People who have diabetes are at two- to four-times greater risk of having heart failure compared to individuals without diabetes. This is according to a study published in the American College of Cardiology, and reported by multiple other studies.
Why the link?
“Diabetes predisposes you to coronary artery disease. So you can have heart-related damage due to heart attack. When that damage occurs, your heart function goes down and that can result in heart failure immediately or over time,” said Dr. Charles McCauley, a cardiologist at Marshfield Clinic Health System and director of the System’s Heart Failure Improvement Clinic.
People with diabetes naturally have some impairment with their metabolism, which the body uses to make energy from food. Those with diabetes also are often insulin resistant. These factors can cause damage to the heart muscle, which can contribute to developing heart failure.
“These metabolic issues can cause fibrosis in the heart muscle, which over time can mean the heart muscle just isn’t strong enough to properly function anymore,” McCauley said. “These issues intertwine and just become too much for your heart and body to handle. That’s why the five-year survival rate for diabetics with heart failure is 12.5 percent. That’s how serious this is.”
Prevention is the best medicine
McCauley said it’s easy for people to put off making the needed lifestyle changes to avoid getting diabetes. Once you have diabetes, it can be very difficult to reduce the damage the disease does. The best approach, McCauley said, is to be proactive now in building healthy diet and lifestyle habits.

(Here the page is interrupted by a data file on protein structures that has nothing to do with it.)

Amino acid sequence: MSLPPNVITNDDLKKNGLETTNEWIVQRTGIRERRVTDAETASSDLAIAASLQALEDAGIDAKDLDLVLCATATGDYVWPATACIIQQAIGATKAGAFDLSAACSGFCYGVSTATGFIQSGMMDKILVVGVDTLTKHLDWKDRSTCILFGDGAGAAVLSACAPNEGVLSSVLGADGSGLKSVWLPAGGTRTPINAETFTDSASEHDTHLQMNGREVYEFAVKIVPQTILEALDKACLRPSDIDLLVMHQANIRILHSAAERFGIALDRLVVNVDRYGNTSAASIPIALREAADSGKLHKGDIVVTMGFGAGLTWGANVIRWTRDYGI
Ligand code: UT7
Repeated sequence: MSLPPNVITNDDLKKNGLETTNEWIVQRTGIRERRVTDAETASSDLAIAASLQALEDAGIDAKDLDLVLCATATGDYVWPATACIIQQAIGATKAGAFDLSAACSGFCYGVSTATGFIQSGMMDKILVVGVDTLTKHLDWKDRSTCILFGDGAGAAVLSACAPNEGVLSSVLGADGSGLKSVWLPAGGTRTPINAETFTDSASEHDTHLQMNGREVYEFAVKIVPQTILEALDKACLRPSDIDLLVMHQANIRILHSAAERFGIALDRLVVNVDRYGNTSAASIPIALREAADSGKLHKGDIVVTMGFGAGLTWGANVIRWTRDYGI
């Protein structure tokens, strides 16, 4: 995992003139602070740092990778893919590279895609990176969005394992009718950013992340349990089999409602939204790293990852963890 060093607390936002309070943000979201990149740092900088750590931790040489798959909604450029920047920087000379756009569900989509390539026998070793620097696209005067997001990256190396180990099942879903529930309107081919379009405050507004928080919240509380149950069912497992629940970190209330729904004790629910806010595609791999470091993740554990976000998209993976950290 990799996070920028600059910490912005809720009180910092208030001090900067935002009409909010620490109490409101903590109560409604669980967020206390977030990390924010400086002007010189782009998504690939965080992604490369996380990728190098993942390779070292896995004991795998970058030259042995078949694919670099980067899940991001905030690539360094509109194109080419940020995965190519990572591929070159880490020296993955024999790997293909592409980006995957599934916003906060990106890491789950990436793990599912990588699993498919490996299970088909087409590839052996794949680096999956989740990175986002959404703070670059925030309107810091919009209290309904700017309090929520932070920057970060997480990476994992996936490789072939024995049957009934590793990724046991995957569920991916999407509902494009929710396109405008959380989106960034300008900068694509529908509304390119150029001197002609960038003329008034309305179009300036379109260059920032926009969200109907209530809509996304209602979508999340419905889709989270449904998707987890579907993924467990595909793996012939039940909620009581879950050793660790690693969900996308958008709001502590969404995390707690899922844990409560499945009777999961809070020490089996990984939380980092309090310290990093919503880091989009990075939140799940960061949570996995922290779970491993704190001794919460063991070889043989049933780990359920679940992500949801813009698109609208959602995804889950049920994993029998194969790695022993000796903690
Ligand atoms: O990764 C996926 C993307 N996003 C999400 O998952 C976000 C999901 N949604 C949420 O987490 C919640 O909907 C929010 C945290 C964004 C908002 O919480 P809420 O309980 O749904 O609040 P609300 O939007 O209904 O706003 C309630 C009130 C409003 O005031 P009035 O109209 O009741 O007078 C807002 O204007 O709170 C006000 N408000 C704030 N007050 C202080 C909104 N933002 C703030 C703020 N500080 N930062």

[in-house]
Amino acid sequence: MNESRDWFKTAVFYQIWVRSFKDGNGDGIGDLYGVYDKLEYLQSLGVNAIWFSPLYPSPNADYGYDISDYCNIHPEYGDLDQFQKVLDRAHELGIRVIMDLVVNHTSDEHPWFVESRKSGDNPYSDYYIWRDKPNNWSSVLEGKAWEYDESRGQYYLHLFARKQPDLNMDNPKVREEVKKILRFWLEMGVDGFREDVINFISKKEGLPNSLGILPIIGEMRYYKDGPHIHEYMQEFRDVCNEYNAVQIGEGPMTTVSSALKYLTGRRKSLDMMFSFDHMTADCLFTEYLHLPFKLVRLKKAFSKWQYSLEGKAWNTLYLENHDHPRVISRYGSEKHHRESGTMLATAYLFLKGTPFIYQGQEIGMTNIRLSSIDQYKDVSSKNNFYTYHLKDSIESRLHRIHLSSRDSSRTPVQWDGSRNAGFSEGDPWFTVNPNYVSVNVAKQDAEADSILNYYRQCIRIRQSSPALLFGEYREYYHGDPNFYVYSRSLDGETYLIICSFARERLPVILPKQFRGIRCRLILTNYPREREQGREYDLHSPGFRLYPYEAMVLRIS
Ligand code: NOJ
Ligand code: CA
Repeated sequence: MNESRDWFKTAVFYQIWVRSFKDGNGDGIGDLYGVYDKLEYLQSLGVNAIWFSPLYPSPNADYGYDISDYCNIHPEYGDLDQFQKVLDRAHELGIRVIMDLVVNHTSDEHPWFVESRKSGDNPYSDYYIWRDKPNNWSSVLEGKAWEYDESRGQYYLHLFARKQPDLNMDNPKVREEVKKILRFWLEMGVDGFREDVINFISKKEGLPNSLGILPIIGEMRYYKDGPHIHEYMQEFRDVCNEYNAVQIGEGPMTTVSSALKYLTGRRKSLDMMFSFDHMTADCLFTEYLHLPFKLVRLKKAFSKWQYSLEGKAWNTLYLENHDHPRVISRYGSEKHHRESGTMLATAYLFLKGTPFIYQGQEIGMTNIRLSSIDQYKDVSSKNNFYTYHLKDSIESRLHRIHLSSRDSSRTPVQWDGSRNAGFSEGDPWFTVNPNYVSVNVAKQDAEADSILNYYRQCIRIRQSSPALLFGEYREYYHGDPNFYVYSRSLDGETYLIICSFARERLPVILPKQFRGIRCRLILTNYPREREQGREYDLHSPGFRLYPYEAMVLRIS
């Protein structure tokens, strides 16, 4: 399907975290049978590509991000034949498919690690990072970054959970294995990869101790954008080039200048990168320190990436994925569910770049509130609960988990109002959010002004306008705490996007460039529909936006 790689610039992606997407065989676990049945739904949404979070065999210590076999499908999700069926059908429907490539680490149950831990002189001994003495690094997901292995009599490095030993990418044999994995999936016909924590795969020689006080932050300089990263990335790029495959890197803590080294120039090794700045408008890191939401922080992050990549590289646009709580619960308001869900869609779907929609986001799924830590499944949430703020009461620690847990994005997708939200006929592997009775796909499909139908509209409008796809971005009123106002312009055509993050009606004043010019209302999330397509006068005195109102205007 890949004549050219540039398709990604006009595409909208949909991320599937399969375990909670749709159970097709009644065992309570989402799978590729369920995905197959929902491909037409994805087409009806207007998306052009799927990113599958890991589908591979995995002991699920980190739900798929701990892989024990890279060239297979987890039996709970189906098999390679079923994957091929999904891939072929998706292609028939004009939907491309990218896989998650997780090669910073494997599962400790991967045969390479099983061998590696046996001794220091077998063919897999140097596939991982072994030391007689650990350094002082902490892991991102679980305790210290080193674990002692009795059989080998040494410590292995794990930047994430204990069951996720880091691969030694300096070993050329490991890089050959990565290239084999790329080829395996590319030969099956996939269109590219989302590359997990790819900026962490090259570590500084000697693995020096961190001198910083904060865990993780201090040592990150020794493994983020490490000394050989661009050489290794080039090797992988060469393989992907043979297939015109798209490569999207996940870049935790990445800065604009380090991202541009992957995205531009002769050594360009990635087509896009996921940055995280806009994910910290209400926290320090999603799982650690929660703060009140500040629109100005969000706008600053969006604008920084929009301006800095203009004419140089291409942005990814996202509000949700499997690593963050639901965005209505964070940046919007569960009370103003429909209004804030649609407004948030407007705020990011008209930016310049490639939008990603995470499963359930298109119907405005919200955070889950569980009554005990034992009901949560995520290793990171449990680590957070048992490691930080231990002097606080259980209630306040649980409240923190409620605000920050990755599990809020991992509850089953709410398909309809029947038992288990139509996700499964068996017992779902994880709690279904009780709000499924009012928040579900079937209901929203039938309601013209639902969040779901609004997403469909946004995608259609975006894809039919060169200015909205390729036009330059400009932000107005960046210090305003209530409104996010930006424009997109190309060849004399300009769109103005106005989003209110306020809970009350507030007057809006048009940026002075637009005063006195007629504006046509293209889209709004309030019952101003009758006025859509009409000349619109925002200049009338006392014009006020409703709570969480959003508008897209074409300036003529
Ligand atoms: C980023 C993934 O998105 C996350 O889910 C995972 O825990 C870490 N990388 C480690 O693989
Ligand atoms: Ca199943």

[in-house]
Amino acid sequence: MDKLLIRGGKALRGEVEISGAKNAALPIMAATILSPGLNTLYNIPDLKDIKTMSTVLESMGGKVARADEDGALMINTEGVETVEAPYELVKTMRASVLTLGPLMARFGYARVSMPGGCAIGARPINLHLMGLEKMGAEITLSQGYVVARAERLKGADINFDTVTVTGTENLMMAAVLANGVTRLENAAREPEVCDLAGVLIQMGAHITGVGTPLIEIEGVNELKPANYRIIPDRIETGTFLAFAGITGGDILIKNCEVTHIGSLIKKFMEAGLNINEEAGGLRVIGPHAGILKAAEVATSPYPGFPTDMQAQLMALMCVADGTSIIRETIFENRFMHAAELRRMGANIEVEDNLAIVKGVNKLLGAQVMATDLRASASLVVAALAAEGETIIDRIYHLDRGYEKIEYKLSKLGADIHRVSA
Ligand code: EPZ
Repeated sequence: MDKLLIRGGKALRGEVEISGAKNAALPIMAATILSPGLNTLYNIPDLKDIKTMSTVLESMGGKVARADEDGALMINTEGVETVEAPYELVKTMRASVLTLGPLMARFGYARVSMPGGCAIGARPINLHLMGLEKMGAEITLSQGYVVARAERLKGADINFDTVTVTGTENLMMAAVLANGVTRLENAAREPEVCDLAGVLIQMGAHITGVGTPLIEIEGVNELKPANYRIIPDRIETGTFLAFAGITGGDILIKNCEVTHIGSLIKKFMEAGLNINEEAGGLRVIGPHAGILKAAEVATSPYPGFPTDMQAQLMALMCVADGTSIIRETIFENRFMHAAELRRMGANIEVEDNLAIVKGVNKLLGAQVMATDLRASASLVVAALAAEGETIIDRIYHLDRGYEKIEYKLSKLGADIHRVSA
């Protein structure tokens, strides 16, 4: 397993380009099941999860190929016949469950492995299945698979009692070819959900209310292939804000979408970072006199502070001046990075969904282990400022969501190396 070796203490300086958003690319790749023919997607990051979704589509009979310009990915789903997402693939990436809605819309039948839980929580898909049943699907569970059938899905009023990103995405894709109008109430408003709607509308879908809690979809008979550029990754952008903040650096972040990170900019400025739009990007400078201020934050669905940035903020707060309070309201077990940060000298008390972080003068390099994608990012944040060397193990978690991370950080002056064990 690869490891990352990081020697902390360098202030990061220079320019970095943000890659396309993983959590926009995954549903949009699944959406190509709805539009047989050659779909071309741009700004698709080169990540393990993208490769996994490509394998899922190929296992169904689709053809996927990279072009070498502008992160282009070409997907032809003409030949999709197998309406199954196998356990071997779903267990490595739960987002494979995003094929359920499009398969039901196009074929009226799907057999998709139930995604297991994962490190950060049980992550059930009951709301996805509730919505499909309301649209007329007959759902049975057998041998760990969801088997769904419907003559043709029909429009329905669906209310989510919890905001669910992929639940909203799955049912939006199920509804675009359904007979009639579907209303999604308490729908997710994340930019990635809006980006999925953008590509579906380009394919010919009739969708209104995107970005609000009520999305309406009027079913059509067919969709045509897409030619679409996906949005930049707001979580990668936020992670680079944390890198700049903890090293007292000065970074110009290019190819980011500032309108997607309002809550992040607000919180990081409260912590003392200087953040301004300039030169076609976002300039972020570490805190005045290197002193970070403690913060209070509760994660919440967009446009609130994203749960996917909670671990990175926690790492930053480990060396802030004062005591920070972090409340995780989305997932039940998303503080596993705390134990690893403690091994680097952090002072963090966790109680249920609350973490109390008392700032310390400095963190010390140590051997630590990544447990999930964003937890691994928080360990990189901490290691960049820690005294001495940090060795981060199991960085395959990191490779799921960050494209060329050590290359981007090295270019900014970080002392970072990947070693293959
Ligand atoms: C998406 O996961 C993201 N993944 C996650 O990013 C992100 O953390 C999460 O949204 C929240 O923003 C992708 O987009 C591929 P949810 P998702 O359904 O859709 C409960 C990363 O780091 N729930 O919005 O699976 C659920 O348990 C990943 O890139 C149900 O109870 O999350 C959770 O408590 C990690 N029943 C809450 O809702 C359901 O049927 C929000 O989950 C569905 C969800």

“It’s like rust on your car. It’s very hard to reverse once that process starts,” McCauley said.
It is possible for people with diabetes to change their lifestyle and no longer have diabetes, but heart failure is a progressive disease. Once you have it, it cannot be cured, only managed, McCauley said.
The Heart Failure Improvement Clinic at Marshfield Clinic Health System has achieved noteworthy outcomes for patients with heart failure by taking a novel approach to care. This program uses telehealth visits so that patients can talk with their provider from the comfort of home if they have any questions about medications, symptoms and more. This helps patients get fast and expert answers without having to travel for an office visit.
Patients enrolled in this program experience the following advantages versus those not enrolled:
- 19% decrease in the rate of inpatient hospitalizations
- 17% decrease in the rate of ER visits
- 18% decrease in the rate of inpatient readmissions
- 52% decrease in 12-month mortality rate.
If you have questions about diabetes or your heart health, talk with your provider.
How do I sign up for the Heart Failure Improvement Clinic at Marshfield Clinic Health System? I am a current Marshfield clinic patient with Dr. Michael Sheehan Endrocrinologist #632630.